Did you know that IPv6 may include your MAC address? Here’s how to stop it.

February 11, 2011 by . 0 comments

Super User Question of the Week [7 February 2011 - 14 February 2011]

With the roll out of IPv6 and IPv4 addresses quickly running out, there will be soon a greater migration over to IPv6.  But there seems to be an issue, your computer’s MAC address may be included with the new IPv6 address.  In comes Arjan’s great question:

How to avoid exposing my MAC address when using IPv6?

On my Macs, each IPv6 address includes the MAC address of a specific computer (not of my router). Sites such as ipv6-test.com not only show it, but even tell me it belongs to an Apple computer.

This feels like a super cookie, and might apply to other operating systems as well. How can I avoid my MAC addresses from being exposed?

Grawity gives us an amazing answer.  But before I get into that we really need to focus and congratulate him.  As Arjan comments in the meta post for this weeks Question of the week:

The key is:

Grawity answered my question before I asked it. Even more: before I knew I had that question!

The full story:

I’d always assumed that I could not stop exposing my MAC address in my IPv6 addresses, as I did not find any settings for that in my router. Kudos for the commenting system, as enters grawity on one of my answers.

So kudos to you @Grawity!  It’s your answer that’s really being featured today.

Here’s how your IPv6 address may include your MAC address.  An example IPv6 address is something like this:

2001:0db8:1:2:60:8ff:fe52:f9d8

  • Take the last 64 bits (the host identifier) and add lead zeroes: 00:08ff:fe52:f9d8
  • Strip “ff:fe” from the middle.  (If these bytes are not there, then there’s no MAC address.)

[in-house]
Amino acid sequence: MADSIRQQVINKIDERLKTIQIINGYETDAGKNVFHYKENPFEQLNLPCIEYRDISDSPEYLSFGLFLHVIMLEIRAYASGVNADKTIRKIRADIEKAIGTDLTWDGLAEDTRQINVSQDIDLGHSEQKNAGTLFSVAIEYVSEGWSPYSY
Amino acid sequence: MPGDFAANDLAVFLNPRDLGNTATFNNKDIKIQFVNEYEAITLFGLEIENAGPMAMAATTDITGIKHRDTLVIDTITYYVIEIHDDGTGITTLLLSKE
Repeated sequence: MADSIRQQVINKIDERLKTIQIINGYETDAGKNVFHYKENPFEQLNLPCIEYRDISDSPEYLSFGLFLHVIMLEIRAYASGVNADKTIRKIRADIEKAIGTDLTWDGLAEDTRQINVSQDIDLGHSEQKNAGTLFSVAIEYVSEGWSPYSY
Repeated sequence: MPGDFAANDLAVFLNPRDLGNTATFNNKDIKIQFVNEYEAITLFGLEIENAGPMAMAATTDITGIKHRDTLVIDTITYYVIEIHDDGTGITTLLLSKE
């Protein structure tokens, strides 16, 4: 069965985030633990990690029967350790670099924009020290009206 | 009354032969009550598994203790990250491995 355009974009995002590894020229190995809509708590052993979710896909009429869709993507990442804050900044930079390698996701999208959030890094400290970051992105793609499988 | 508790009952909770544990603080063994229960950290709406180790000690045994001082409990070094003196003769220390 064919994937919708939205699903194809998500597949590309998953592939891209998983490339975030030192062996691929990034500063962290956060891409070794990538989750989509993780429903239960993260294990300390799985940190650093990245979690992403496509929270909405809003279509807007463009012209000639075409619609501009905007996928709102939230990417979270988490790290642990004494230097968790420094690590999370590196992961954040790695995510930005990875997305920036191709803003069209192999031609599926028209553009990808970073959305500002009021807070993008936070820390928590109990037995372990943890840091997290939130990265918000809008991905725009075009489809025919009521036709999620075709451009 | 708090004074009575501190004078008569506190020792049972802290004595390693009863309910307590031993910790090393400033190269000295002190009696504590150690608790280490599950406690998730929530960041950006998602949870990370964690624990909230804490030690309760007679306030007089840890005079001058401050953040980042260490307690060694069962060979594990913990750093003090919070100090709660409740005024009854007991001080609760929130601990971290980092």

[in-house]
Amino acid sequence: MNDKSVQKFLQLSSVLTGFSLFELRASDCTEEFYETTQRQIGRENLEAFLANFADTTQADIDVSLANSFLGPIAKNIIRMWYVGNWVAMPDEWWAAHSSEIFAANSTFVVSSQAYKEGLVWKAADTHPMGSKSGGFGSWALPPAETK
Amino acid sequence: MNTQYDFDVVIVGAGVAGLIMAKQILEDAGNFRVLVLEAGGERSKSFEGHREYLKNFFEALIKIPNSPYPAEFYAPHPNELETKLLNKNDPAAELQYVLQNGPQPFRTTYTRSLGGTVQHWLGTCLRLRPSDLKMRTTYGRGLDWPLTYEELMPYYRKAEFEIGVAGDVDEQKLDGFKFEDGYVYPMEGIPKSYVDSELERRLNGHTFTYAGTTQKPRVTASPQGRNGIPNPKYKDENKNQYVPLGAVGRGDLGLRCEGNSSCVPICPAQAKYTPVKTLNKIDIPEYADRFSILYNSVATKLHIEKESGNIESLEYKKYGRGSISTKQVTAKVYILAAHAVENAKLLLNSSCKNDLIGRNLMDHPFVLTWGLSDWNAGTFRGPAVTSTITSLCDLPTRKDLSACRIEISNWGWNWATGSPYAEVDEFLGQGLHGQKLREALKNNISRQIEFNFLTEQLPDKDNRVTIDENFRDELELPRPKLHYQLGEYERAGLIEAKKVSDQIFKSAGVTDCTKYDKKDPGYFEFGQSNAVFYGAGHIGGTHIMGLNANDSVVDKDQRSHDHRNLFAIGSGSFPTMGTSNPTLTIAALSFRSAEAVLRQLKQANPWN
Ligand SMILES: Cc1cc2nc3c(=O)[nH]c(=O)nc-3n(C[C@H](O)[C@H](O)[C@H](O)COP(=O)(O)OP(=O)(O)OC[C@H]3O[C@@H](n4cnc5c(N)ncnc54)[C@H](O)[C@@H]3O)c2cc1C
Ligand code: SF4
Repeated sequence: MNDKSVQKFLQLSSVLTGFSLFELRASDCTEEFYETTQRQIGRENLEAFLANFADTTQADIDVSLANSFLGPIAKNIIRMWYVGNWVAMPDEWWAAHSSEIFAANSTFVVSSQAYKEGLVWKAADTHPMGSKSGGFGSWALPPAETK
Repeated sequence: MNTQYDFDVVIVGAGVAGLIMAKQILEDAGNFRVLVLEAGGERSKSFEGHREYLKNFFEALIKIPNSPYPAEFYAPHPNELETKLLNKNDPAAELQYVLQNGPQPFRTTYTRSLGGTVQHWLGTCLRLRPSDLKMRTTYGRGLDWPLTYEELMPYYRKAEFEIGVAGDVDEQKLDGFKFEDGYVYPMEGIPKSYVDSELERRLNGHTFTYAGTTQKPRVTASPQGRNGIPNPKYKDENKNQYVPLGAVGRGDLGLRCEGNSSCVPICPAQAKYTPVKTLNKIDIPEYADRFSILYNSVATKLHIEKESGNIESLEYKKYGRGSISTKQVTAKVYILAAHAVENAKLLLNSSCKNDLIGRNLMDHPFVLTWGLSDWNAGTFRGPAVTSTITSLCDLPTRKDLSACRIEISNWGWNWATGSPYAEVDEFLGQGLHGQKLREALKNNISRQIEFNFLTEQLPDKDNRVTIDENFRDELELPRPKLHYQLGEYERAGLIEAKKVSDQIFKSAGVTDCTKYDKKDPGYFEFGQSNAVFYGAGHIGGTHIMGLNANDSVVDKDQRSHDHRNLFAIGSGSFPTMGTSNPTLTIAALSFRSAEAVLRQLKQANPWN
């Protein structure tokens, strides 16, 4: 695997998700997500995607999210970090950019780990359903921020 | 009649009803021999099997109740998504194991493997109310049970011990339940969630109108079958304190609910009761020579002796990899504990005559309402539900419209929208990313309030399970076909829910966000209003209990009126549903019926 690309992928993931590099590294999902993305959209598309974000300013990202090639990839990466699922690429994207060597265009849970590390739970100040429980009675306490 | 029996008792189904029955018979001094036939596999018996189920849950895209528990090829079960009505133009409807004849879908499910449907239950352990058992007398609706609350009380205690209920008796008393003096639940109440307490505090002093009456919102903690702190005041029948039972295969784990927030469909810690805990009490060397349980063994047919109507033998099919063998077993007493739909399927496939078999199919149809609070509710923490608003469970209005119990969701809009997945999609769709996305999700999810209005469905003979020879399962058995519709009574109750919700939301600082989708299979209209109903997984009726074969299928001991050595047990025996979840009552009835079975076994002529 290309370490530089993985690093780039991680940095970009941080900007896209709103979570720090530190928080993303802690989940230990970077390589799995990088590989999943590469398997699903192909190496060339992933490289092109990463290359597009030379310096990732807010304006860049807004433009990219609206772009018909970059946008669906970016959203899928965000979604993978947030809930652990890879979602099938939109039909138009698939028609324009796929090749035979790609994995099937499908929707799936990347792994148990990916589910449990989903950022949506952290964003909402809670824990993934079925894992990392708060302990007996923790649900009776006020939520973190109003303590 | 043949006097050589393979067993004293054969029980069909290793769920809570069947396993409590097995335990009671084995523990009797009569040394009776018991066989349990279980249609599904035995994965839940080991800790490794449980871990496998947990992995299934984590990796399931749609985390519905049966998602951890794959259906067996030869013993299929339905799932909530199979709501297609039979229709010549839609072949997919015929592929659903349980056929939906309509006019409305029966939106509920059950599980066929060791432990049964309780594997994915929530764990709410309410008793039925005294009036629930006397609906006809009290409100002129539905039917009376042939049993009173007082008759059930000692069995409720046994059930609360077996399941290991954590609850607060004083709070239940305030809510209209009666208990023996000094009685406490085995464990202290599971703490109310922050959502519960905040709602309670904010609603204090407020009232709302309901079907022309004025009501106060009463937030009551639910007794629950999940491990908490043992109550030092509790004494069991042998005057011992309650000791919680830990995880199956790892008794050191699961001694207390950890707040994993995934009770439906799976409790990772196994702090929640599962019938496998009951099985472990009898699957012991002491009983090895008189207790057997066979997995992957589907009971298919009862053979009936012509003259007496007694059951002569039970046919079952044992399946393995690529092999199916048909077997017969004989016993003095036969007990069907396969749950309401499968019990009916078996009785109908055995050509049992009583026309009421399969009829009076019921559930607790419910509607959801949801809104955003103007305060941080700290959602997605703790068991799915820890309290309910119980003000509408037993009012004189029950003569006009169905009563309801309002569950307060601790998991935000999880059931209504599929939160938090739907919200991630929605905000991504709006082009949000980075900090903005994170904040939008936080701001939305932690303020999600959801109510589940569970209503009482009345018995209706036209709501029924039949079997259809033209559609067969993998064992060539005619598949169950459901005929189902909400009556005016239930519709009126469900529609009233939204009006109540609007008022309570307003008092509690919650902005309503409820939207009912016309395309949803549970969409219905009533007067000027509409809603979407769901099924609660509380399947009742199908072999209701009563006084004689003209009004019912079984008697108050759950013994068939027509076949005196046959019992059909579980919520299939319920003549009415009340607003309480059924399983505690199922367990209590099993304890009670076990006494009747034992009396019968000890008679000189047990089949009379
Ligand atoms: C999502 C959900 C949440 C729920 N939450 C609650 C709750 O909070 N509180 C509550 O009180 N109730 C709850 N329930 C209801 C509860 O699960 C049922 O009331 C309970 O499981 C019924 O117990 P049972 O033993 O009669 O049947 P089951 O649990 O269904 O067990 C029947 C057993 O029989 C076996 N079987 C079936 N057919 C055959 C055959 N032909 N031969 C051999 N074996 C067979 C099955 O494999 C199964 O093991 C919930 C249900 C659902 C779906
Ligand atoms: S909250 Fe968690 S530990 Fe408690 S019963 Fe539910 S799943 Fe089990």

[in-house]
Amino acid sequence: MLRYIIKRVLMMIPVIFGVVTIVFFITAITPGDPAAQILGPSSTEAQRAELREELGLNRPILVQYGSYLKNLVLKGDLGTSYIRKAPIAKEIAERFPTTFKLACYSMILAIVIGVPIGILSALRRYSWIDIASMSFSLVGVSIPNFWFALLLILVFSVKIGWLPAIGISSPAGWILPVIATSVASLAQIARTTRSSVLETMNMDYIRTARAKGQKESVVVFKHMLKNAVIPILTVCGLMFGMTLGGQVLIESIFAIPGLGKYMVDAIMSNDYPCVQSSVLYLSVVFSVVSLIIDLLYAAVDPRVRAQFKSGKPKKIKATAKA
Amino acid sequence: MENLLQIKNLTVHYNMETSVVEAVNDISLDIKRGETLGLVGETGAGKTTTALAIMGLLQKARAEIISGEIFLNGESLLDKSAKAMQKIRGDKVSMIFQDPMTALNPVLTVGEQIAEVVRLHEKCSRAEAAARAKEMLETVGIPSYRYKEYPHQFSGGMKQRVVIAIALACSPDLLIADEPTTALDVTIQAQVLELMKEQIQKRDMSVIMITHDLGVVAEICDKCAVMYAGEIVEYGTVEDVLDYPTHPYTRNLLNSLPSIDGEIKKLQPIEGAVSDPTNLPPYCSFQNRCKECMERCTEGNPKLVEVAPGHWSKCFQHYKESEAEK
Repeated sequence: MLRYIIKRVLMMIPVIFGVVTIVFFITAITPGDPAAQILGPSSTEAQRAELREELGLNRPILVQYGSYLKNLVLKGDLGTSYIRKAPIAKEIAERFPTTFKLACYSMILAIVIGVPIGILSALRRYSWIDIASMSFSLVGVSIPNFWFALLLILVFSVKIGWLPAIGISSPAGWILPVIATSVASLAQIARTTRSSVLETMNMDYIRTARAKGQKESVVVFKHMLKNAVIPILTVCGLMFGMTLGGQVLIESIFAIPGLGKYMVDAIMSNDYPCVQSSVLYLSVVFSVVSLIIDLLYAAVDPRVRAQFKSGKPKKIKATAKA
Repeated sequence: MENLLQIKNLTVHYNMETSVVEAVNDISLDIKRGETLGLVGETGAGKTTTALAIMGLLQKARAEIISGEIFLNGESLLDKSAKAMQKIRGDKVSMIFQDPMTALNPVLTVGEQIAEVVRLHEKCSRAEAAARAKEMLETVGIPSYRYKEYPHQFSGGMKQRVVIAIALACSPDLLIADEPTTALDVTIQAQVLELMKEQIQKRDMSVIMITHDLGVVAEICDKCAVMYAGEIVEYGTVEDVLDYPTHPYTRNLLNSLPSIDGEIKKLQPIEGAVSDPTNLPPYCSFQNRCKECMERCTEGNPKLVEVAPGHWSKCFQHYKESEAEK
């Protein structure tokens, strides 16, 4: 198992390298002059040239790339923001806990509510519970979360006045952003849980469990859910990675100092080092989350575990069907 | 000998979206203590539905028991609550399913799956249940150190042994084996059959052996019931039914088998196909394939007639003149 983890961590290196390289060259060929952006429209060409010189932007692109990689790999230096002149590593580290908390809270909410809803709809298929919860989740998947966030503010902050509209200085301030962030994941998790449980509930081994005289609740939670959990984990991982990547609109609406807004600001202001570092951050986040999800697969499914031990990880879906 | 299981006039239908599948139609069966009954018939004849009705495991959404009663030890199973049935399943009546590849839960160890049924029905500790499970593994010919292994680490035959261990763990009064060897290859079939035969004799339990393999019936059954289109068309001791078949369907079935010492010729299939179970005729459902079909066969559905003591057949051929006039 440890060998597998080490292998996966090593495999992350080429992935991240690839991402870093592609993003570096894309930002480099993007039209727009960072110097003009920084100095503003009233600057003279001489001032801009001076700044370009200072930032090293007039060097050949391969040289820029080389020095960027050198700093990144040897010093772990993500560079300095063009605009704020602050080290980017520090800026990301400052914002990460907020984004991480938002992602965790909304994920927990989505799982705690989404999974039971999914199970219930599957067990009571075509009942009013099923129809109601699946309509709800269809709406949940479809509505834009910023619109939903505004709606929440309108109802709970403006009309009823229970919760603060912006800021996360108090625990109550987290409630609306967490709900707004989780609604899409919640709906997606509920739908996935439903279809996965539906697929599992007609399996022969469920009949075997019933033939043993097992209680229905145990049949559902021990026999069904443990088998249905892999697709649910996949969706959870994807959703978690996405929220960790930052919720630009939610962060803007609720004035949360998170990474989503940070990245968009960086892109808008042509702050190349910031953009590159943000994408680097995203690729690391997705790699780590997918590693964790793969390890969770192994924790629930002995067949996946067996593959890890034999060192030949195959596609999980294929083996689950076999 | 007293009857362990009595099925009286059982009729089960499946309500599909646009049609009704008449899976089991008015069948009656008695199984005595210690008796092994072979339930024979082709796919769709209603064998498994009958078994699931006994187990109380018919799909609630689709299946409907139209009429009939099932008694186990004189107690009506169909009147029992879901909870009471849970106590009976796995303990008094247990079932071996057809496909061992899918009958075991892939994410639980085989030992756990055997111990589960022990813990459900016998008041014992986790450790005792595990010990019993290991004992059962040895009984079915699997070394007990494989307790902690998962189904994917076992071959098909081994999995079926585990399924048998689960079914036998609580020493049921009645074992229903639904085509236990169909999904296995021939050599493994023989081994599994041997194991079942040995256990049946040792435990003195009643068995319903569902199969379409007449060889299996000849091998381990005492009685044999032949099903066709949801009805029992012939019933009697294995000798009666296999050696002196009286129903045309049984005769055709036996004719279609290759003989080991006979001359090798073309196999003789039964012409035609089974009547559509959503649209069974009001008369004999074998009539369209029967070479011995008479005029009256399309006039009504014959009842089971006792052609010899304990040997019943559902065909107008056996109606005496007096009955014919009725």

• For the first byte: complement the second low-order bit (the universal/local bit; if ther bit is a 1, make it 0, and if it is a 0, make it 1) So: 0×00 (00000000) become 0×02 (00000010)
  • “60:8ff:fe52:f9d8” now becomes “02:60:08:52:f9:d8”!

Privacy addressing is used to hide you MAC address from IPv6.  What Privacy addressing does is generate a random, temporary address that doesn’t contain your MAC address.  Here’s how you enable Privacy addressing:

  • Windows (starting with XP SP2) – This is enabled by default in XP, VISTA, and 7
    • Open a command window as an administrator.
    • Enter this: “netsh inter ipv6 set privacy state=enabledCapture  
  • Linux:
    • To enable temporary addresses and make them preferred for outgoing connections:
      • Open a terminal and run this as sudo: sysctl net.ipv6.conf.eth0.use_tempaddr
    • Each of the commands above can be changed for a single interface:
      • net.ipv6.conf.eth0.use_tempaddr
    Grawity also gives the commands on how to do this on FreeBSD and also NetBSD on his answer.

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